Croatian Cinema




Croatian Cinema
A tale of independence

As part of the former Yugoslavia, the cinema history of Croatia matches the rest of the ancient country’s story and its rebirth following independence in the 1990s.

The story of Croatian cinema started in October 1896 when the first screening occurred in Zagreb. However, it was not until 1906 when the country had its permanent movie theatre, also located in the capital. By then, amateur enthusiasts like Josip Karaman and Oktavijan Miletić dominated filmmaking in the country.

Little is documented from the days of Austro-Hungarian Empire but accounts recognize Brcko u Zagrebu, released in 1917 and directed by Arsen Maas, as the first Croatian feature film.

Yugoslav Era

Used in a similar fashion as many other European countries, cinema was a vital propaganda tool for the Yugoslav regime and the brief Independent State of Croatia. During these era, some Croatian filmmakers gained international success, as was the case of Branko Marjanović, who in 1943 produced the documentary Straža na Drini, winner of a Golden Lion at the Venice Film Festival.

As a new decade started, worldwide modernism developed within Croatian cinema. The 1960s saw an exponential growth of animated productions in the country, which took the world by surprise with its own animation film school, Zagrebačka škola crtanog filma (Zagreb Cartoon School).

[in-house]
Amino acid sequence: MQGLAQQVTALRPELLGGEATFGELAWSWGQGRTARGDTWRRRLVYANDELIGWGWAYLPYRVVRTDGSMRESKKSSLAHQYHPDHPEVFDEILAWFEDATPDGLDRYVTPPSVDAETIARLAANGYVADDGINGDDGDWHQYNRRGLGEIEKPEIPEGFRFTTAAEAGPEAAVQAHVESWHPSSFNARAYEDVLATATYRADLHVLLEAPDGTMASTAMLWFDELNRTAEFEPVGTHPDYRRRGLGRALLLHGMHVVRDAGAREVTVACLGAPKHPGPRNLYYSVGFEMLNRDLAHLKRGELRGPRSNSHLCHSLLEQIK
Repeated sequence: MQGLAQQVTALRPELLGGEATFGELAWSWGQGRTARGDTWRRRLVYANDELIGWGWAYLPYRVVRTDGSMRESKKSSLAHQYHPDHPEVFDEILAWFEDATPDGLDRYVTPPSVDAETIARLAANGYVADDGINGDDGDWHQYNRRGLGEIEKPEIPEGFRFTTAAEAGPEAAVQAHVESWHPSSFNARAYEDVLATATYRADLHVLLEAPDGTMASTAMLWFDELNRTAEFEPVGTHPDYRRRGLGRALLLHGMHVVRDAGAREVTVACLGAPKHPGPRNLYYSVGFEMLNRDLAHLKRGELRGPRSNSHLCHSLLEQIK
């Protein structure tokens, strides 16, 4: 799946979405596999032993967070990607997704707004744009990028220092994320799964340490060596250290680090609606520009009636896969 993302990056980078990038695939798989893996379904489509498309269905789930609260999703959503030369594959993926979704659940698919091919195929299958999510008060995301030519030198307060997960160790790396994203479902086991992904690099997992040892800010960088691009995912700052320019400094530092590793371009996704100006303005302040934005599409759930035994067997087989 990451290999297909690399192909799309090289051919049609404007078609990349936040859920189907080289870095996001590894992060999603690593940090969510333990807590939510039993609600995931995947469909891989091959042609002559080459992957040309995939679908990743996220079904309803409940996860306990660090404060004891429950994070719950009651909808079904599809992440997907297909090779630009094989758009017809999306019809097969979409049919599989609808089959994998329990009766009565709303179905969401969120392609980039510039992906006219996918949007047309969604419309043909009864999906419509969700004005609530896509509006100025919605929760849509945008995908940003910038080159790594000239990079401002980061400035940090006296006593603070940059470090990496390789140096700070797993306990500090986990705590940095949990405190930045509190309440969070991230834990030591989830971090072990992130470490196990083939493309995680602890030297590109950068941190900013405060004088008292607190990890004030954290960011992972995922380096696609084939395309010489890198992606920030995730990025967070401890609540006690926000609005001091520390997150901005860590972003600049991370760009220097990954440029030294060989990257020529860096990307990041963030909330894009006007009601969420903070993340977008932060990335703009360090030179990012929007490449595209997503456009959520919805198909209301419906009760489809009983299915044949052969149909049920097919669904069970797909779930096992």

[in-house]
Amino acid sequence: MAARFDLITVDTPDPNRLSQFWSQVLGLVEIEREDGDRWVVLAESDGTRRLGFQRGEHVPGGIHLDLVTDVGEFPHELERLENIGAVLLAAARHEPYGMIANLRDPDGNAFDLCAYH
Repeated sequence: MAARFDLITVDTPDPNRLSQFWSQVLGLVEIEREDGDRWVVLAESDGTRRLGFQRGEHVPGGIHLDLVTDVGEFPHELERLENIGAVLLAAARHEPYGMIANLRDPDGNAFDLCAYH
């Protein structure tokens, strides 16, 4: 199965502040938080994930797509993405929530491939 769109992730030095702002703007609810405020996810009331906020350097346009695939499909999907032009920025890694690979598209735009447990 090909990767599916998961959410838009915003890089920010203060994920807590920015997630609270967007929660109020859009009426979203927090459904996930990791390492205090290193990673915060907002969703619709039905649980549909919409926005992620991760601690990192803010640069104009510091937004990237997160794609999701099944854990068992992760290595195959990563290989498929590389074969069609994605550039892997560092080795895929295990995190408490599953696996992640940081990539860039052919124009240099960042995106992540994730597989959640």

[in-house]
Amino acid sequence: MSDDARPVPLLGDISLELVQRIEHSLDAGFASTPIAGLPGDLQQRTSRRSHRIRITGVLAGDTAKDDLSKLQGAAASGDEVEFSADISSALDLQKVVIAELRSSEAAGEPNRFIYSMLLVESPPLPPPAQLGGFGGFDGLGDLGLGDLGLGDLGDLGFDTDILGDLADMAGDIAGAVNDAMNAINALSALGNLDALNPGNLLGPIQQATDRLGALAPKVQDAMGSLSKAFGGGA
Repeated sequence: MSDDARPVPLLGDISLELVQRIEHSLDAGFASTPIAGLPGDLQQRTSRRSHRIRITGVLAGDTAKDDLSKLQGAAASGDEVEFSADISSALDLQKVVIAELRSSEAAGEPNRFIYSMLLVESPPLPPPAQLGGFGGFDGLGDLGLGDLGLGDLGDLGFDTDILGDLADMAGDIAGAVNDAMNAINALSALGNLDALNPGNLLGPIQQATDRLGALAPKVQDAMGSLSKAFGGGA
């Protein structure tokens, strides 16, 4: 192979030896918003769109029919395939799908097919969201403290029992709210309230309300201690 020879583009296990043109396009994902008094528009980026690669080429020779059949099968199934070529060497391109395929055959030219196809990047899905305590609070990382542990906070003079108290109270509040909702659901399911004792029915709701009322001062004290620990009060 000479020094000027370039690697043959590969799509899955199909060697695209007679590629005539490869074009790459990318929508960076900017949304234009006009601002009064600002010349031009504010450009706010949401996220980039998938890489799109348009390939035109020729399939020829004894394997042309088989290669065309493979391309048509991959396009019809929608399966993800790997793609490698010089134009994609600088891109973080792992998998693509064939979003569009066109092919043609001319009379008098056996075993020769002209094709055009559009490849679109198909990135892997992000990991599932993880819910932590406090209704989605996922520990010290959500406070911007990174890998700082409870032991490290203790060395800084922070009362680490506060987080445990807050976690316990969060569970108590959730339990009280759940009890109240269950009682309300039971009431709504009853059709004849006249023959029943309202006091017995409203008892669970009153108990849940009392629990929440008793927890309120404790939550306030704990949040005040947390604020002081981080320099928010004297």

Indeed, thanks to animation, Croatia won its first ever Academy Award with the short Surogat, directed by Montenegro-born author Dušan Vukotić. This film was the first to break Disney's monopoly at the Oscars, forever changing the landscape of the animation industry.

The 1990s Crisis and a New Era

After its independence, Croatian cinema culture struggled due to the multiple wars and ethnicity conflicts in the former Yugoslavia. Very few film efforts reached theatres and those that did were received negatively by the general public. Audiences found them riddled with polarizing propaganda and gruesome war scenes.

However, by the mid-1990s a new generation of filmmakers appeared on the scene. They Young Croatian Film (YCF) portrayed innovative stories including comedies and dramas. Vinko Brešan and Zrinko Ogresta became some of the leading figures of a new era of filmmaking in Croatia, achieving local and international success with films like Mondo Bobo (1997), Isprani (Washed Out, 1995), winner of the Prix Italia, and Crvena prašina (Red Dust, 1999), a winner at the Haifa Film Festival. Starting a new millennium in 2000, Croatian cinema flourished with directors like Arsen A. Ostojić, who received a nomination for the European Discovery EFA award, and Ognjen Sviličić.

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